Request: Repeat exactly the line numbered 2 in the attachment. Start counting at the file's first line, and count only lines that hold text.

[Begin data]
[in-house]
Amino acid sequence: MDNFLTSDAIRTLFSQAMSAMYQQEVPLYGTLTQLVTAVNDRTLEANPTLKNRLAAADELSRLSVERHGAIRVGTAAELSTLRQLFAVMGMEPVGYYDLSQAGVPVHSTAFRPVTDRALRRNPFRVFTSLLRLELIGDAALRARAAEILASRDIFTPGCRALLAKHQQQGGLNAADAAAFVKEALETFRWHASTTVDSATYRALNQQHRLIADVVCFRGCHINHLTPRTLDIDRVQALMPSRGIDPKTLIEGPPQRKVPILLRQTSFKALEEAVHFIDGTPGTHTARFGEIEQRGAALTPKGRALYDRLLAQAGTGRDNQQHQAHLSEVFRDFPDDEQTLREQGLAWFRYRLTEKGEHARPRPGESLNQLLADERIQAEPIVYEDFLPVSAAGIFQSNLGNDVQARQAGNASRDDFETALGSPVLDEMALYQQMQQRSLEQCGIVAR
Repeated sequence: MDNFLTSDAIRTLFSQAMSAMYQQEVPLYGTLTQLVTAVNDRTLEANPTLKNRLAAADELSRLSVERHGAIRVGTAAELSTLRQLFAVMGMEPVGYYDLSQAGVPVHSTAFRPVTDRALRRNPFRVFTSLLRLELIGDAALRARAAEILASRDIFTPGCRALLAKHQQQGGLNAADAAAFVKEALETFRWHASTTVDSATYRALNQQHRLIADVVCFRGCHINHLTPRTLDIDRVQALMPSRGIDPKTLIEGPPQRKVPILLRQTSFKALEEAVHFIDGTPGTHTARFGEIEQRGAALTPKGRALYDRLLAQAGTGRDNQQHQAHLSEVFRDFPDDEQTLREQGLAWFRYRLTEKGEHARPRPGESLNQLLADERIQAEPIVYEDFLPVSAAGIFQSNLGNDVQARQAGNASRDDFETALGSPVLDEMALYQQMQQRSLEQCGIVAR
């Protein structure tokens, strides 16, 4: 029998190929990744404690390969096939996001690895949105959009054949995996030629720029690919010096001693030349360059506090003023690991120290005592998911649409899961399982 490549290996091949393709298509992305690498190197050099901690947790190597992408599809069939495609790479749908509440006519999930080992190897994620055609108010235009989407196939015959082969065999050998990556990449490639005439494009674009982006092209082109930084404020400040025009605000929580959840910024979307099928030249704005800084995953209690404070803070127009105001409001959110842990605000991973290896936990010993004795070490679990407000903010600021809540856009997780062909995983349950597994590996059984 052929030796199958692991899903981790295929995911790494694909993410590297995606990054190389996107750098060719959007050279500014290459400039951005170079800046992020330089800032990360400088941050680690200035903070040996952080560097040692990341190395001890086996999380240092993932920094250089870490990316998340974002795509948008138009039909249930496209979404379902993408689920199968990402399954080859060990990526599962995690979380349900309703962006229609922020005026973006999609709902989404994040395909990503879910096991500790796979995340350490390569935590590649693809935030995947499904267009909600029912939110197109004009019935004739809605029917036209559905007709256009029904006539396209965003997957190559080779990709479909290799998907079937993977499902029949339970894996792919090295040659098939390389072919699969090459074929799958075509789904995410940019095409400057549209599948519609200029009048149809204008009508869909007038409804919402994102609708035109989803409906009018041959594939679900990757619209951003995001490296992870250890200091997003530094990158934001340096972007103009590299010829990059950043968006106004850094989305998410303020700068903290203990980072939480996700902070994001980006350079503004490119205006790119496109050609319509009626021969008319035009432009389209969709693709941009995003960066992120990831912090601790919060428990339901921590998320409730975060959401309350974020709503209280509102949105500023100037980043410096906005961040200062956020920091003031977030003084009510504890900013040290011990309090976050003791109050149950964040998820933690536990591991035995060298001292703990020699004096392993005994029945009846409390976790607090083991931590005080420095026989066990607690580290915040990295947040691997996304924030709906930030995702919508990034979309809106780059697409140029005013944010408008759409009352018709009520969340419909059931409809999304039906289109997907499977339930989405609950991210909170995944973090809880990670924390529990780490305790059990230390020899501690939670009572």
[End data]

Amino acid sequence: MDNFLTSDAIRTLFSQAMSAMYQQEVPLYGTLTQLVTAVNDRTLEANPTLKNRLAAADELSRLSVERHGAIRVGTAAELSTLRQLFAVMGMEPVGYYDLSQAGVPVHSTAFRPVTDRALRRNPFRVFTSLLRLELIGDAALRARAAEILASRDIFTPGCRALLAKHQQQGGLNAADAAAFVKEALETFRWHASTTVDSATYRALNQQHRLIADVVCFRGCHINHLTPRTLDIDRVQALMPSRGIDPKTLIEGPPQRKVPILLRQTSFKALEEAVHFIDGTPGTHTARFGEIEQRGAALTPKGRALYDRLLAQAGTGRDNQQHQAHLSEVFRDFPDDEQTLREQGLAWFRYRLTEKGEHARPRPGESLNQLLADERIQAEPIVYEDFLPVSAAGIFQSNLGNDVQARQAGNASRDDFETALGSPVLDEMALYQQMQQRSLEQCGIVAR